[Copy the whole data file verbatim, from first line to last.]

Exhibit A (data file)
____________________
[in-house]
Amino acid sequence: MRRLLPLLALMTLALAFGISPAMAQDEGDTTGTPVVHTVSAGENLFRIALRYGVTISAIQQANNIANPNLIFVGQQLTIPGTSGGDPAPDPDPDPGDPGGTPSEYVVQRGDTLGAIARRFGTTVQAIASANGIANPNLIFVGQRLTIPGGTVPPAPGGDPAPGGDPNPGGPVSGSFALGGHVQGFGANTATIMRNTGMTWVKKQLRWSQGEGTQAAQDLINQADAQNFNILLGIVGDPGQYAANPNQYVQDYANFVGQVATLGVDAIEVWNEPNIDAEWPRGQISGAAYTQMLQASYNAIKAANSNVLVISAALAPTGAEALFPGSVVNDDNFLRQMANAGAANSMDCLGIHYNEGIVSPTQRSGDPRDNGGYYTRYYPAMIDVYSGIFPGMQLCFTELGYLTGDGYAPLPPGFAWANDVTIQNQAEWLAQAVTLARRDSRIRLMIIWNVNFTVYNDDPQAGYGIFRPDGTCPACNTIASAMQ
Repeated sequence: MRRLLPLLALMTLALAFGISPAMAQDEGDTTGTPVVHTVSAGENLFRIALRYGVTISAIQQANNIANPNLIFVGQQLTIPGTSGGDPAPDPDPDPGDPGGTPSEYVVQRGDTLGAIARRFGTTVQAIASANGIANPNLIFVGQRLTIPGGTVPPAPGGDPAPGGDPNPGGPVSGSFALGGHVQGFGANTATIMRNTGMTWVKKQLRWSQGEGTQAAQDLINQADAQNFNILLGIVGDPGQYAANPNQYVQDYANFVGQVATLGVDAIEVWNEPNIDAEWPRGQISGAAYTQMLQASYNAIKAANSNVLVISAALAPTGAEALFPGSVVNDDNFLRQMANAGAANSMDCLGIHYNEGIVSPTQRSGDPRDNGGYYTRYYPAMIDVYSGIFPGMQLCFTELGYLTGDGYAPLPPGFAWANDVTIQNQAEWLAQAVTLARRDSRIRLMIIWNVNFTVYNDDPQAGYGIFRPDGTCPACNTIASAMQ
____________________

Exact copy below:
[in-house]
Amino acid sequence: MRRLLPLLALMTLALAFGISPAMAQDEGDTTGTPVVHTVSAGENLFRIALRYGVTISAIQQANNIANPNLIFVGQQLTIPGTSGGDPAPDPDPDPGDPGGTPSEYVVQRGDTLGAIARRFGTTVQAIASANGIANPNLIFVGQRLTIPGGTVPPAPGGDPAPGGDPNPGGPVSGSFALGGHVQGFGANTATIMRNTGMTWVKKQLRWSQGEGTQAAQDLINQADAQNFNILLGIVGDPGQYAANPNQYVQDYANFVGQVATLGVDAIEVWNEPNIDAEWPRGQISGAAYTQMLQASYNAIKAANSNVLVISAALAPTGAEALFPGSVVNDDNFLRQMANAGAANSMDCLGIHYNEGIVSPTQRSGDPRDNGGYYTRYYPAMIDVYSGIFPGMQLCFTELGYLTGDGYAPLPPGFAWANDVTIQNQAEWLAQAVTLARRDSRIRLMIIWNVNFTVYNDDPQAGYGIFRPDGTCPACNTIASAMQ
Repeated sequence: MRRLLPLLALMTLALAFGISPAMAQDEGDTTGTPVVHTVSAGENLFRIALRYGVTISAIQQANNIANPNLIFVGQQLTIPGTSGGDPAPDPDPDPGDPGGTPSEYVVQRGDTLGAIARRFGTTVQAIASANGIANPNLIFVGQRLTIPGGTVPPAPGGDPAPGGDPNPGGPVSGSFALGGHVQGFGANTATIMRNTGMTWVKKQLRWSQGEGTQAAQDLINQADAQNFNILLGIVGDPGQYAANPNQYVQDYANFVGQVATLGVDAIEVWNEPNIDAEWPRGQISGAAYTQMLQASYNAIKAANSNVLVISAALAPTGAEALFPGSVVNDDNFLRQMANAGAANSMDCLGIHYNEGIVSPTQRSGDPRDNGGYYTRYYPAMIDVYSGIFPGMQLCFTELGYLTGDGYAPLPPGFAWANDVTIQNQAEWLAQAVTLARRDSRIRLMIIWNVNFTVYNDDPQAGYGIFRPDGTCPACNTIASAMQ